Results: No evidence of association was observed between genotype and risk of unselected EOC (OR = 1.02, 95% CI: 0.95-1.10), serous EOC (OR = 1.08, 95% CI: 0.98-1.18), familial EOC (OR = 1.09, 95% CI: 0.78-1.54), or among women carrying deleterious mutations in BRCA1 (OR = 1.09, 95% CI: 0.88-1.36). There was little evidence for association with survival time among unselected cases (HR = 1.10, 95% CI: 0.99-1.22), among serous cases (HR = 1.12, 95% CI = 0.99-1.28), or with PFS in 540 cases treated with carboplatin and paclitaxel (HR = 1.18, 95% CI: 0.93-1.52).

Conclusions: These data exclude the possibility of an association between rs61764370 and a clinically significant risk of ovarian cancer or of familial ovarian cancer. Use of this SNP for ovarian cancer clinical risk prediction, therefore, seems unwarranted.
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June 2011

BRCA1 and BRCA2 mutations account for a large proportion of ovarian carcinoma cases.

Cancer 2005 Dec;104(12):2807-16

Division of Cancer Prevention and Control, H. Lee Moffitt Cancer Center and Research Institute, Tampa, FL 33617, USA.

Background: It is believed that BRCA1 and BRCA2 germline mutations account for the majority of hereditary ovarian carcinomas; however, to the authors' knowledge, there are scant data on the prevalence and spectrum of mutations, genotype/phenotype correlations, tumor histology, and family history characteristics. To address this gap, the authors conducted a population-based study of 232 incident epithelial ovarian carcinomas in the Tampa Bay area.

Methods: Genetic testing for the BRCA1 and BRCA2 genes was performed through full sequencing and BRCA1 rearrangement testing.

Results: Of 209 women with invasive ovarian carcinoma, 32 women (15.3%) had mutations in BRCA1 or BRCA2, including 20 BRCA1 mutations and 12 BRCA2 mutations. Of the BRCA2 mutations, 58% were outside the "ovarian cancer cluster region" (OCCR). Variants of uncertain significance were detected in 8.2% of women with invasive ovarian carcinoma. No mutations were identified in women with borderline or invasive mucinous tumors. Among the BRCA mutation-positive women, 63% had serous tumors. A family history of breast and/or ovarian carcinoma was reported in 65%, 75%, and 43.5% of relatives of BRCA1 carriers, BRCA2 carriers, and non-BRCA1/BRCA2 carriers, respectively.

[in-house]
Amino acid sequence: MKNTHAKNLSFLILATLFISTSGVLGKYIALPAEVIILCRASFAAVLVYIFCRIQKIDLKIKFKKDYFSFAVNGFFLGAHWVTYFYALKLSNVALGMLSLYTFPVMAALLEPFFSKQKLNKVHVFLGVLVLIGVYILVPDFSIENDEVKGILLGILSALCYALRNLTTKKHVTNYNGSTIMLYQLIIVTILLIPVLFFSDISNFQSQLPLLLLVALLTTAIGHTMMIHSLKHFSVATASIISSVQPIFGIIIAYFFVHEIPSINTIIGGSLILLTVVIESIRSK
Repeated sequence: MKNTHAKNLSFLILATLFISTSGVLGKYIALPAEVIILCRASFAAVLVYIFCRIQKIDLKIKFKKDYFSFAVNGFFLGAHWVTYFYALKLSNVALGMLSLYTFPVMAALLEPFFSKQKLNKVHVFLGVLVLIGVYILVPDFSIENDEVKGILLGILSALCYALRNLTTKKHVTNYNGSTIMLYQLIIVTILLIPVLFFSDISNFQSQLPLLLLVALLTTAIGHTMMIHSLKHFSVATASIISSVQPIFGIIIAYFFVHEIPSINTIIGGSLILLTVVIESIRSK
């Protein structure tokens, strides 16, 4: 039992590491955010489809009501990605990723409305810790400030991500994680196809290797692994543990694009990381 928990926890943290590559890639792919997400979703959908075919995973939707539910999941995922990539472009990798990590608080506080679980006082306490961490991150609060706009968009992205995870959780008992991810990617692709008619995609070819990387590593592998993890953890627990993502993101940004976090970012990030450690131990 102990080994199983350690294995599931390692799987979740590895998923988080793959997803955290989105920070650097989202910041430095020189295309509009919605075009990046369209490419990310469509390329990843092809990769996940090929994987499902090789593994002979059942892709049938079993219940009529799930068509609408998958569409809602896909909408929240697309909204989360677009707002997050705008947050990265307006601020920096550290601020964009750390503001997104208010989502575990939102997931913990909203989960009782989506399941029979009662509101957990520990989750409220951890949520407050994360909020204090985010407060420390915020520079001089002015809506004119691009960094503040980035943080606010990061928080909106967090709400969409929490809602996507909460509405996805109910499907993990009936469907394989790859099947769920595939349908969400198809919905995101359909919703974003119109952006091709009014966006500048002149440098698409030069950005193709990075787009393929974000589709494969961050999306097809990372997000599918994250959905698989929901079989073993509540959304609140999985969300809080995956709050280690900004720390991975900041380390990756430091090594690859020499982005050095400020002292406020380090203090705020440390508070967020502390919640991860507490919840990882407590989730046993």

Conclusions: The data from this study suggested that 1) previous studies may have underestimated the frequency of BRCA1 and BRCA2 mutations in ovarian carcinomas, especially outside the OCCR; 2) it may be reasonable to offer genetic counseling to any woman with an invasive, nonmucinous epithelial ovarian tumor; and 3) among patients with invasive ovarian carcinoma, family history is not sufficiently accurate to predict mutation status.
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December 2005

Lysophospholipids are potential biomarkers of ovarian cancer.

Cancer Epidemiol Biomarkers Prev 2004 Jul;13(7):1185-91

Department of Interdisciplinary Oncology, College of Medicine and H. Lee Moffitt Cancer Center and Research Institute, University of South Florida, Tampa, 33612, USA.

Objective: To determine whether lysophosphatidic acid (LPA) and other lysophospholipids (LPL) are useful markers for diagnosis and/or prognosis of ovarian cancer in a controlled setting.

Method: Plasma samples were collected from ovarian cancer patients and healthy control women in Hillsborough and Pinellas counties, Florida, and processed at the University of South Florida H. Lee Moffitt Cancer Center and Research Institute (Moffitt). Case patients with epithelial ovarian cancer (n = 117) and healthy control subjects (n = 27) participated in the study. Blinded LPL analysis, including 23 individual LPL species, was performed at the Cleveland Clinic Foundation using an electrospray ionization mass spectrometry-based method. LPL levels were transmitted to Moffitt, where clinical data were reviewed and statistical analyses were performed.

Results: There were statistically significant differences between preoperative case samples (n = 45) and control samples (n = 27) in the mean levels of total LPA, total lysophosphatidylinositol (LPI), sphingosine-1-phosphate (S1P), and individual LPA species as well as the combination of several LPL species. The combination of 16:0-LPA and 20:4-LPA yielded the best discrimination between preoperative case samples and control samples, with 93.1% correct classification, 91.1% sensitivity, and 96.3% specificity. In 22 cases with both preoperative and postoperative samples, the postoperative levels of several LPL, including S1P, total LPA, and lysophosphatidylcholine (LPC) levels and some individual species of LPA and LPC, were significantly different from preoperative levels.

Conclusion: LPA, LPI, LPC, and S1P appear useful as diagnostic and prognostic biomarkers of ovarian cancer.
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July 2004